I have been told that access to the fibre is now available in my area but I can’t get a fibre broadband service. Why not?

This can be due to one or more different factors.

Your line may be connected to a roadside cabinet or another structure that has not yet been connected to the fibre broadband network. You may be on a line that is too long to support a fibre broadband connection from your local roadside cabinet.

Surrey County Council is currently seeking State Aid approval to further extend broadband coverage across the County within the constraints of available funding following a process laid down by Broadband Delivery UK (BDUK) .

In late April 2016, SCC undertook a one-month State Aid Public Consultation which provided the opportunity for residents, businesses as well as infrastructure providers to comment on SCC’s mapping of Next Generation Access (NGA) infrastructure by postcode.

SCC is finalising the review of feedback received during the public consultation prior to sending the proposed Intervention Area to BDUK for assurance. However, even if areas are cleared by Broadband Delivery UK (BDUK) as eligible for State Aid, any decisions as to whether they will benefit from any publicly funded deployment will not be made until later this year when BT’s deployment modelling has been assessed.

If residents or businesses are unwilling to wait for the outcome of the deployment modelling, they could investigate options for satellite, wireless and mobile services or register with Virgin Media (www.virginmedia.com/cablemystreet) or contact Openreach (www.communityfibre.bt.com) or another service provider directly and collectively fund a community initiative.

The Government has also taken steps to try and improve broadband provision:

Universal Service Commitment (USC) – The Better Broadband Subsidy Scheme has been developed by the UK government to provide access to a subsidised broadband installation to homes and businesses that are unable to access a broadband service with a download speed of at least 2 Mb per second. This scheme, which is being funded and managed directly by BDUK, provides support towards the cost of equipment and installation. A number of additional suppliers are now participating in the scheme including BT, via its Community Fibre Partnerships scheme. The subsidy can be used to support coverage delivered through a Community Fibre Partnerships project, but the project has to be ready to go live at the time when the eligibility code is claimed. For more information, please see Better Broadband Scheme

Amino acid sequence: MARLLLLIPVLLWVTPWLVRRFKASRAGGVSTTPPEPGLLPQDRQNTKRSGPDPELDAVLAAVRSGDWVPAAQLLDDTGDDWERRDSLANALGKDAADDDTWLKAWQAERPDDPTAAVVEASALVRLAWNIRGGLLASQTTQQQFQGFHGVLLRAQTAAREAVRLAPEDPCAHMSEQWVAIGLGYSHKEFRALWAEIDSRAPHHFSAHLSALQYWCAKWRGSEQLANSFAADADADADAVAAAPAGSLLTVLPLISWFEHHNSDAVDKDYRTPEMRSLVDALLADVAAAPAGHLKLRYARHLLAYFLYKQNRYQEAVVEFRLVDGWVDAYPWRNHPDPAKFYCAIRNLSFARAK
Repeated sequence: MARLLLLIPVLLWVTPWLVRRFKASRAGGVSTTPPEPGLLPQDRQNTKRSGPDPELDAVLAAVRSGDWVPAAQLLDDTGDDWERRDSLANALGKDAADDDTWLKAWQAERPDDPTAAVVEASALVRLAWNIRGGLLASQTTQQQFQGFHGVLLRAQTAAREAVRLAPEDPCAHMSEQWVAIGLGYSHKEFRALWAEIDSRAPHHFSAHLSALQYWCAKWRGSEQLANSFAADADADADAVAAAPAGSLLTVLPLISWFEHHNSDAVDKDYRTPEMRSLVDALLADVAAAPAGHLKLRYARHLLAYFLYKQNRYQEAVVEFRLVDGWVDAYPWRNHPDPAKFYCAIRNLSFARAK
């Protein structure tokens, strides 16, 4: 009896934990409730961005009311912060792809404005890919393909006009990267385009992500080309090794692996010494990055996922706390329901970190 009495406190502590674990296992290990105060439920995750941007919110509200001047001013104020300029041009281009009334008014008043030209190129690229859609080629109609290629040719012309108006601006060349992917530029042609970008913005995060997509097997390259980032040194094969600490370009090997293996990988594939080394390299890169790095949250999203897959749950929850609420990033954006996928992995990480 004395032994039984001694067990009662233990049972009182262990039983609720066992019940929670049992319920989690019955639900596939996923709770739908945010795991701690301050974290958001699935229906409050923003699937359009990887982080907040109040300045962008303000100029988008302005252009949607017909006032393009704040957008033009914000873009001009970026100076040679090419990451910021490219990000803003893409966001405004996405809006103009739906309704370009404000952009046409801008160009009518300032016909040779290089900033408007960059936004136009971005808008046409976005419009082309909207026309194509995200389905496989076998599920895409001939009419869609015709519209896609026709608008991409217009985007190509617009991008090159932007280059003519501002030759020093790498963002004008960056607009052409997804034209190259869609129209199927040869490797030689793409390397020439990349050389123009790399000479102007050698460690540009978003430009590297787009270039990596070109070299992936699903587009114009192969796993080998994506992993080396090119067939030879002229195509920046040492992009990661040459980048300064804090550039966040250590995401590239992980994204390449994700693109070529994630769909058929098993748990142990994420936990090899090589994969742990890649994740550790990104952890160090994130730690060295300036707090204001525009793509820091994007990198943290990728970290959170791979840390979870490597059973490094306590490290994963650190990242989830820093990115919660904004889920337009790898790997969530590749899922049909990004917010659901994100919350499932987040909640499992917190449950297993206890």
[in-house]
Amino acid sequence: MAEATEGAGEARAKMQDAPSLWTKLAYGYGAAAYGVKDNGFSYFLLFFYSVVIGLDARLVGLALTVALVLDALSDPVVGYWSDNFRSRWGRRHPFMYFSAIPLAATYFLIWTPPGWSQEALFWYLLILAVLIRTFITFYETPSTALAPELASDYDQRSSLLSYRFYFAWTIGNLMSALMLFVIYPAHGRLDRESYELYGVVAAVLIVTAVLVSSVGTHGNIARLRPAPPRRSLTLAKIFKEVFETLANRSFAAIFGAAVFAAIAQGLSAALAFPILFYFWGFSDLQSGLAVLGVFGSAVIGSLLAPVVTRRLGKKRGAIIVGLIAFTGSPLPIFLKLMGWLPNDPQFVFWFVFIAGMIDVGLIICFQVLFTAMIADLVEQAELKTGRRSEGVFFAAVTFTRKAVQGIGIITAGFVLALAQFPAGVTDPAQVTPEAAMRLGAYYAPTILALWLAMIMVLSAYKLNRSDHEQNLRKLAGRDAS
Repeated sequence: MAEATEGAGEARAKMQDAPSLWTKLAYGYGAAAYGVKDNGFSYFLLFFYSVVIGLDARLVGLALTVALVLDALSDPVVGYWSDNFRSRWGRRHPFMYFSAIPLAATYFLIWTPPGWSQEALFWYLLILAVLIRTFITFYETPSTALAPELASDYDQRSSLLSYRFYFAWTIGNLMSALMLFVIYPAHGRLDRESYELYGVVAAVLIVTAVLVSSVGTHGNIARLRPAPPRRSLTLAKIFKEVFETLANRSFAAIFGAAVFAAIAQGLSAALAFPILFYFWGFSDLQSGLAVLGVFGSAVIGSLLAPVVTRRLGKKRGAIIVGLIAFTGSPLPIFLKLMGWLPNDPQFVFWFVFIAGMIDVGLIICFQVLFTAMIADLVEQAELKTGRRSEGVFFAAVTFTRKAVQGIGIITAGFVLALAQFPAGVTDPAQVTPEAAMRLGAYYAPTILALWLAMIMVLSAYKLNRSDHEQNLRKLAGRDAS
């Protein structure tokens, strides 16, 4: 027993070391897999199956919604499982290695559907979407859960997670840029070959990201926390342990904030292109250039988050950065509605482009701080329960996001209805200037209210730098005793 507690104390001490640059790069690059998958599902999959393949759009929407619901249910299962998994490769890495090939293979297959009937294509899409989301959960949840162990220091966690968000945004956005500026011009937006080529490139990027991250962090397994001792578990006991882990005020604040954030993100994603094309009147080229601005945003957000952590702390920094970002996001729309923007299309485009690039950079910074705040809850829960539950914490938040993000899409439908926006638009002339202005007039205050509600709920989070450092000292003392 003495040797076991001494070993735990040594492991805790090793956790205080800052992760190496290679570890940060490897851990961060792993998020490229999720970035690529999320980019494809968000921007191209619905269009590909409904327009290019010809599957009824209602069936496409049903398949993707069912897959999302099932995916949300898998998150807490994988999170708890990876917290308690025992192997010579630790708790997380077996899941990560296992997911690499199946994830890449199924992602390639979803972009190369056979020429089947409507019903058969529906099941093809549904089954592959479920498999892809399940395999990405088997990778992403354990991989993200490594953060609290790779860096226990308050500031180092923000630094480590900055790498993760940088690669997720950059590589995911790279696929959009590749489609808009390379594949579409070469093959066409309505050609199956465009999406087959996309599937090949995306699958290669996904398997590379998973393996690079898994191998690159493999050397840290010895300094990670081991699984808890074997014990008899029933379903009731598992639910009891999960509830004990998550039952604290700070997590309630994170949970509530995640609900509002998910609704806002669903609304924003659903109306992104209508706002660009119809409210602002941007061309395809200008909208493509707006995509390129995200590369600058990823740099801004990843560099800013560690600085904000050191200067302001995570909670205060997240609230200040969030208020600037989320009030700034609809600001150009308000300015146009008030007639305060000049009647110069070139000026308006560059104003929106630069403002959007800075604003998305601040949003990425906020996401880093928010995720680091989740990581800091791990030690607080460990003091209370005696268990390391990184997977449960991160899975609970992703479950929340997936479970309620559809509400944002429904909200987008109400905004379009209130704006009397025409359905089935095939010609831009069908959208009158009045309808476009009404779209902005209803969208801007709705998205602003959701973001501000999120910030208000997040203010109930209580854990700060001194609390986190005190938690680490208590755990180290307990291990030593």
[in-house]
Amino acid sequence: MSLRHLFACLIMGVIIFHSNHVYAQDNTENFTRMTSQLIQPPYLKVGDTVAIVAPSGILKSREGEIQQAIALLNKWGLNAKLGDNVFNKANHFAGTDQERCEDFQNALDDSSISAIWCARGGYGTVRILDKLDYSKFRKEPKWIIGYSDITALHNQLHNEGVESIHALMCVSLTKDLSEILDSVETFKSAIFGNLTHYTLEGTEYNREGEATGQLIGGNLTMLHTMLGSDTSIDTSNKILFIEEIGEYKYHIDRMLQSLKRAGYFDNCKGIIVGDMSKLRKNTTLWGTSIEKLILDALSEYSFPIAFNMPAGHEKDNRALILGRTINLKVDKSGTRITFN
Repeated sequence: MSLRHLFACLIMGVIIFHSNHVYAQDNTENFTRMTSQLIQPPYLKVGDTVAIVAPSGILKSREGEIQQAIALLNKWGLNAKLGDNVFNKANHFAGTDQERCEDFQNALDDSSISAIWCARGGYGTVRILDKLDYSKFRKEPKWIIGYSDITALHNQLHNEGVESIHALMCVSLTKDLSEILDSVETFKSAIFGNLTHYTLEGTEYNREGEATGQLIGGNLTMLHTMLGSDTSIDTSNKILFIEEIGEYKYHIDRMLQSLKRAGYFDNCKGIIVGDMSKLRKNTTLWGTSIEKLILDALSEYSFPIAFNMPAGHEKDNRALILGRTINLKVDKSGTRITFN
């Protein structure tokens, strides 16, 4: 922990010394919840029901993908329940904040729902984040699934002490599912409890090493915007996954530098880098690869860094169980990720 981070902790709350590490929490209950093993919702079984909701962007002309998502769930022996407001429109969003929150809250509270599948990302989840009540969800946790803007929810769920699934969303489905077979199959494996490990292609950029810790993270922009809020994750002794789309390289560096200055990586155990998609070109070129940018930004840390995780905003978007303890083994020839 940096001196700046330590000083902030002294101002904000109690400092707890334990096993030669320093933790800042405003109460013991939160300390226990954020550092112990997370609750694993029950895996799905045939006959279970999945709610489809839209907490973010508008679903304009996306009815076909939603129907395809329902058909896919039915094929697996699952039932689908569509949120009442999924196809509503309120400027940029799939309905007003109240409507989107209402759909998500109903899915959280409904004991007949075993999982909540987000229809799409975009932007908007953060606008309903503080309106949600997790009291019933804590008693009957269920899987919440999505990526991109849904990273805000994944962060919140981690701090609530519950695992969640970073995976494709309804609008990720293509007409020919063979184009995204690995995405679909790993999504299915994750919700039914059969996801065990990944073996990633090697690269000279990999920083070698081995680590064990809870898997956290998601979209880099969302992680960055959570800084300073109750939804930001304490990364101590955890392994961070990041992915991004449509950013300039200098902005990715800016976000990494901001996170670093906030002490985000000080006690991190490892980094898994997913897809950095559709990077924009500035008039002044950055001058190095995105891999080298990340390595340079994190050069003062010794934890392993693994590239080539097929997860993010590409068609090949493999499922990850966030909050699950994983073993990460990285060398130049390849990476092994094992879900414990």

Universal Service Obligation (USO) – this will give people the legal right to request a connection to broadband with download speeds of 10 Mbps by 2020. However, there is no clarity on how this will be funded and administered.

How much does fibre broadband cost?

Prices are dependent on the Internet Service Provider (ISP) who provides you with a service, so you need to do your own research to identify who can provide you with a service that meets your requirements and how much it will cost.

How long does it take to be installed after I place my order and what does the installation involve? Can I keep my router?

The time before installation of fibre broadband varies among Internet Service Providers (ISPs); typically it takes about two weeks. An engineer may call and install a new modem at your premises and you may receive a new router from your ISP. In most cases, your other telephone and computer equipment will not need to be replaced.

I have wireless internet from an Internet Service Provider, why would I want a fibre based service?

It would depend on whether or not you are satisfied with the broadband speed and reliability that you currently receive. If you require additional speed, you may wish to consider upgrading to the fibre network as you will still be able to run it wirelessly in your home and usually achieve faster more reliable broadband speeds.

Will my Internet Service Provider definitely offer me this service?

You will need to contact your ISP to confirm if they are able to a fibre broadband service to your premises.

ISP Links are available here

I am a Service Provider, what do I do?

We are keen to ensure that broadband service providers are aware of the location of the newly built infrastructure and how to get access to it. Service providers can register with BT Openreach via the website (www.openreach.co.uk)

Will I be able to order an adsl broadband package or will I have to buy fibre broadband?

Basic ADSL broadband services will still be available.